The results of RNA sequencing were validated through qPCR. qPCR was performed with the LightCycler 480 real-time PCR system and SYBR Green PCR Master Mix (TaKaRa Biotechnology, Dalian, China). The specific quantitative primers for 8 transcripts (four from SAMP8 vs. SAMP8+GRg1 and four from SAMP8 vs. SAMP8+GRb1) are listed in Supplementary Table 1. The 20 μL reaction volume contained 0.5 μL of each primer, 8 μL of H2O, 1 μL of cDNA, and 10 μL of 2 × RealMasterMix (TaKaRa Biotechnology). The conditions were 95°C for 2 min followed by 40 cycles (95°C for 20 s, 60°C for 30 s, and 68°C for 30 s). Each experiment was performed in triplicate.

Gene ontology (GO) and Kyoto Encyclopedia of Genes and Genomes (KEGG) Analyses

To understand the functional roles of the differentially expressed protein-coding genes, we used the GOseq R package to conduct an enrichment analysis (Young et al., 2010). GO terms with a P < 0.05 were considered significantly enriched. In addition, KEGG enrichment analysis was performed with KOBAS software on the differentially expressed protein-coding genes (Mao et al., 2005) through a hypergeometric test. A hypergeometric P < 0.05 was considered significant.

Statistical Analysis

Statistical analyses were performed with SPSS 20.0 software. All data were expressed as the means ± standard error of the mean (SEM). P < 0.05 were considered statistically significant. The escape latency in the MWM test was compared through two-way analysis of variance (ANOVA). One-way ANOVA was used to analyze the rest index in the MWM test. Student's t-test was used to compare the qPCR results.

Results

GRg1 and GRb1 Ameliorated Memory Impairment in 7-Month-Old SAMP8 Mice

We performed the MWM test to evaluate the effect of GRg1 and GRb1 on the cognitive function of the SAMP8 mouse model. In the result, we introduced the MWM performance of the senescence-accelerated mouse resistant 1 (SAMR1) mouse model based on our previous study (Zhang et al., 2016). The SAMR1 mouse model is widely used as a control strain (Ma et al., 2011). As shown in Figure 2A, the mean escape latency of SAMP8 + GRg1, SAMP8 + GRb1, and SAMR1 mice significantly decreased compared with that of SAMP8 + vehicle mice (P < 0.05). In the spatial probe test, the SAMP8 mice swam randomly in the tank without knowing the target location, whereas the GRg1- and GRb1-treated SAMP8 mice and SAMR1 mice searched preferentially for the target quadrant and showed improved memory (Figure 2B). In addition, the number of crossings and the time spent in the target quadrant increased significantly in the GRg1- and GRb1-treated SAMP8 mice and SAMR1 mice compared with the SAMP8 mice (Figures 2C,D). No significant difference was observed in the swimming speed of all the groups (P > 0.05, Figure 2E), suggesting that the memory impairments of SAMP8 mice were not caused by motor and visual dysfunctions. Evidently, administration of GRg1 and GRb1 for 4 months significantly attenuated the memory deficit of 7-month-old SAMP8 mice.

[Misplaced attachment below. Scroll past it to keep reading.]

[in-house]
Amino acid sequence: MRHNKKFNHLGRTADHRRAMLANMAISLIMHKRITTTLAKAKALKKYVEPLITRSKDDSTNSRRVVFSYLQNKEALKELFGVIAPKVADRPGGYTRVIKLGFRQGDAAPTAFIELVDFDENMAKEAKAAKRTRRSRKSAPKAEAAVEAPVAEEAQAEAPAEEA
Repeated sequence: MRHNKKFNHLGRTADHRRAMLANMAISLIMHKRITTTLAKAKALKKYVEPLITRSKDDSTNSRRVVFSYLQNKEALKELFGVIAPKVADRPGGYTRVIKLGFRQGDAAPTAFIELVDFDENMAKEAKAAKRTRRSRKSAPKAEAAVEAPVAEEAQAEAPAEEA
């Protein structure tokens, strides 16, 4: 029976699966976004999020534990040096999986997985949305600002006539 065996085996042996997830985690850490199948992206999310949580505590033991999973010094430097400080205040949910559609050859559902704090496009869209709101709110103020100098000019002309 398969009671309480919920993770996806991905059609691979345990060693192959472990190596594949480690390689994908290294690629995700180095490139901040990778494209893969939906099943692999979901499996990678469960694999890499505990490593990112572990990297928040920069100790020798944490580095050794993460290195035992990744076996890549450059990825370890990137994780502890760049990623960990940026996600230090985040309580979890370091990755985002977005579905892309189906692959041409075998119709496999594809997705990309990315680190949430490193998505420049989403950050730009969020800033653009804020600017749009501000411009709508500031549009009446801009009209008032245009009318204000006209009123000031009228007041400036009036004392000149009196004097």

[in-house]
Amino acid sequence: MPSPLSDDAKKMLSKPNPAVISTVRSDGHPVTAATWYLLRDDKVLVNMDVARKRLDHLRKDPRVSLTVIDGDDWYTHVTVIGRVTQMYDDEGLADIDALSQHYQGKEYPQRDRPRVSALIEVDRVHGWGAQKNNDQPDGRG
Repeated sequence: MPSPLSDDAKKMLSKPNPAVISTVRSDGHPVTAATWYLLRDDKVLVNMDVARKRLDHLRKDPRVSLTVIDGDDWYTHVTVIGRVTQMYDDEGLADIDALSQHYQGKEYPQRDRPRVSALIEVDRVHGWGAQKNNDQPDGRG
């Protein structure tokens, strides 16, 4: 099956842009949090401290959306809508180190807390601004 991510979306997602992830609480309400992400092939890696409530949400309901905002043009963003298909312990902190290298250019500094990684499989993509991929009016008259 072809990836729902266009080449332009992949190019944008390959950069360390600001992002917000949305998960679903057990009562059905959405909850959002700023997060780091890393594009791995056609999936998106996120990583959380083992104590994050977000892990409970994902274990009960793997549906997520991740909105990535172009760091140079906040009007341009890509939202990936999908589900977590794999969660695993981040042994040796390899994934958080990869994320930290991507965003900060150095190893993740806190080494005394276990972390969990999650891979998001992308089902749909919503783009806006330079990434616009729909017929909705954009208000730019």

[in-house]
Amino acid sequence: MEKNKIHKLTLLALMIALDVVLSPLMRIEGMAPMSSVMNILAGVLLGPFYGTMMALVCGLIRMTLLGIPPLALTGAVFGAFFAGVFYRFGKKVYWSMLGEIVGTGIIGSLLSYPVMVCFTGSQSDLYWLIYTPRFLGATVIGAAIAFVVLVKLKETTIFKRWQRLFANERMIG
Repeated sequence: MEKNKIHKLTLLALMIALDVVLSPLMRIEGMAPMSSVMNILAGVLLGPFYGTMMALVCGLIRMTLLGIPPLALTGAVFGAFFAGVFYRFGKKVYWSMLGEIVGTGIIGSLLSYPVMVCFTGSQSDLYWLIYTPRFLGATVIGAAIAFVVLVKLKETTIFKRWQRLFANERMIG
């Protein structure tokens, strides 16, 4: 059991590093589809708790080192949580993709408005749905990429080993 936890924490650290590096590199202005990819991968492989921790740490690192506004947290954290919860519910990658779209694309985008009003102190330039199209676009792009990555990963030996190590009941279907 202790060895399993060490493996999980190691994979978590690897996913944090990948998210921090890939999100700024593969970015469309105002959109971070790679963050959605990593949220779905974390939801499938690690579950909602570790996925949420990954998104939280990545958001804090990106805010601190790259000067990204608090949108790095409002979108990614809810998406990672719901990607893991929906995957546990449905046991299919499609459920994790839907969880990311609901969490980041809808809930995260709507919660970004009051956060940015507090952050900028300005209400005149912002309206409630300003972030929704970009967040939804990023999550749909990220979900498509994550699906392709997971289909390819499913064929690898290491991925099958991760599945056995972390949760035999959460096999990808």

FIGURE 2
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Figure 2. GRg1 and GRb1 administration ameliorated memory deficit in SAMP8 mice. Morris water maze tests were conducted on mice with or without GRg1 and GRb1 (15 mg/kg/d, 4 months) treatment. Eight animals in each group. (A) Mean escape latency in the hidden platform test. (B) Swimming paths in the spatial probe test. (C) Number of crossings in the spatial probe test. (D) Time spent in the target quadrant during the spatial probe test. (E) Average swimming speeds of mice in the visible-platform test. *p < 0.05.

Overview of RNA Sequencing

A total of 800,400,106 raw reads (251,783,324 for SAMP8, 277,307,450 for SAMP8+GRg1, and 271,309,332 for SAMP8+GRb1) were generated. After discarding the reads with adapters, poly-N > 10%, and any other possible contaminants, 784,513,910 clean reads (244,770,474 for SAMP8, 272,566,802 for SAMP8+GRg1, and 267,176,634 for SAMP8+ GRb1) were obtained. The clean reads were mapped to the mouse reference genome (ftp://ftp.Ensemble.org/pub/release-83/gtf/mus_musculus/), and the mapping rates were approximately 70.72, 71.41, and 70.06% for the SAMP8, SAMP8+GRg1, and SAMP8+GRb1 mice, respectively. The cufflinks results indicated that 102,250 transcripts were assembled. A total of 74,885 protein-coding transcripts were identified. These mRNAs were used for subsequent analysis.

Differential Expression Analysis: SAMP8 vs. SAMP8+GRg1 and SAMP8 vs. SAMP8+GRb1

The mRNA expression levels and transcripts were estimated with FPKMs. A total of 1,780 mRNA transcripts, including 768 upregulated and 1,012 downregulated transcripts (p < 0.05), were differentially expressed in SAMP8+GRg1 mice relative to SAMP8 mice (Supplementary Table 2). Meanwhile, 1,066 significantly dysregulated mRNA transcripts were identified between SAMP8 and SAMP8+GRb1 mice (Supplementary Table 3); 381 were upregulated in the SAMP8 mice, whereas 685 were downregulated in SAMP8+GRb1 mice (p < 0.05). Cluster analysis of differentially expressed mRNAs was conducted with heat maps (Figures 3A,B).

FIGURE 3
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Figure 3. Cluster analysis by heat map. (A) Cluster analysis of differentially expressed mRNAs in SAMP8 and SAMP8+GRg1 mice. (B) Cluster analysis of differentially expressed mRNAs in SAMP8 and SAMP8+GRb1 mice. The red markings indicate an increased expression, and the blue markings indicate a decreased expression.

Quantitative Assessment